Another good company is Booz, especially if you would be keen to work in the ME (UAE, Lebanon, etc.).

RB and Mercer, yes their practices are headquartered in GER and US but you can easily applyb for their London office. Problem is that unless you are staffed on aviation projects you might be required to work on other areas and the furtherst you are from the base the harder it is to get on projects especially at the beginning.

Trust me, forget consulting and get a job with EZY or VS. Less money but... a better life.

... for the right job I would cut my paycheck in half.

P.S. which consulting firm did you work for in the UK?

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#5 RE: Air transport practice in major consultancies
06/03/2007 18:02

Roger to spyros (#1)

BEARINGPOINT are trying to develop this space. Good airline experience, less so in airport management. Christian Petschke is key contact person for EMEA Aviation Team - he is based in BearingPoint Germany.

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#6 RE: Air transport practice in major consultancies
06/03/2007 19:04

Cranfield98 to Roger (#5)

They are all trying to develop this space... On the back of good performance from airlines, all the consulting firms that closed down their aviation group are trying to jump on this big time.

All they want is people bringing contacts and business into practices that are mainly virtual.

A word of caution... if you approach them make sure you ask:

- how many dedicated aviation consultants have they got?

- list of clients and type of work (RECENT)?

- what capabilities/or product portfolio they have got specifically in aviation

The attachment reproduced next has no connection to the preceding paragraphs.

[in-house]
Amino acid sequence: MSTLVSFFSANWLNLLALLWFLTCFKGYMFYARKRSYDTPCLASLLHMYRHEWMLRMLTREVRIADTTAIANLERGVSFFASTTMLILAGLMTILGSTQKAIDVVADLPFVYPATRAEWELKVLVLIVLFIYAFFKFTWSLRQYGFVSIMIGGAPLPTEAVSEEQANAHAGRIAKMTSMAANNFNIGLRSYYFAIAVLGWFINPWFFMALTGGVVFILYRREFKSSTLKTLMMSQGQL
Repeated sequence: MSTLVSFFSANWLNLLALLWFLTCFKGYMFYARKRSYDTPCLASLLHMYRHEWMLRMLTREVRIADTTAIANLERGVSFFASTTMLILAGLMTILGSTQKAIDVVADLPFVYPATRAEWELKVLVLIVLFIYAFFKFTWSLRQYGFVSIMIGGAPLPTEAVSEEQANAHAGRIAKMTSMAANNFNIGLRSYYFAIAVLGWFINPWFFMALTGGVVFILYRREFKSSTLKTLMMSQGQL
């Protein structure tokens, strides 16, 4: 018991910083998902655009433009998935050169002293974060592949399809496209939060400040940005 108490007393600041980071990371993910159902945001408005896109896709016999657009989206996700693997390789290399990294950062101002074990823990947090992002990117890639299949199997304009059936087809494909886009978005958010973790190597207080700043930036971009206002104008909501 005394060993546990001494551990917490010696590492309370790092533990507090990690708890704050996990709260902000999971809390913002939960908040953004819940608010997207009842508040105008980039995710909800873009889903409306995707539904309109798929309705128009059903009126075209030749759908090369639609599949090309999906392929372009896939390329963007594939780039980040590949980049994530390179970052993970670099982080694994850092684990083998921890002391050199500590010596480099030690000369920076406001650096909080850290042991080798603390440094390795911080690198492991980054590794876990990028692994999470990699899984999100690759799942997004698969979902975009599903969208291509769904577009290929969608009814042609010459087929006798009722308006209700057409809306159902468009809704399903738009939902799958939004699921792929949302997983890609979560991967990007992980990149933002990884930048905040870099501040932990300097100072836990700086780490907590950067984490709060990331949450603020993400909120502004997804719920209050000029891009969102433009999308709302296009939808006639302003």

For example, PA would claim that BA is one of their customers... true ... but what they do not tell you is that they only do IT work through a Design Partner Framework agreement. And believe you me this has got nothing to do with aviation - hence you will never be able to get on a project because the only thing BA requires is IT skills from a company that they only see in the IT space.

And the same is valid for a number of the other big SI or 2nd tier.

In my 7 years as an aviation consultant I have never come against Bearingpoint... maybe they do some work (?) in Germany... but what type of work?

To cut the long story short, If I cannot persuade you to stay away from MC I would rank them like that:

1) MBBB first chioce (they do aviation but if you end up doind something else it doesn't matter)

2) LEK, RB, OC&C, Mercer

3) SH&E or some other boutique such as SDG


5) anybody else including ACN & Deloitte

6) stay away from PA, Capgemini

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#7 RE: Air transport practice in major consultancies
15/03/2007 14:57

Spyros to Cranfield98 (#4)

I was working in rdc (Route Developmemt Company) in Leicester. They are a small player but the work was great, ranging from route and network forecasts to new base evaluation for LCCs. I would have stayed but Leicester gets quite boring after a couple of years plus I had to go back to Greece to do my miliray duty.

Much obliged about your very useful advice, I think you paint a pretty accurate picture as I've heard similar things from other people in the industry.

By the way, what's happening with IB and air transport? My thesis was about the stock market and airlines, so I'm quite interested in that area but I haven't seen any relative ads, e.g. equity research-aviation.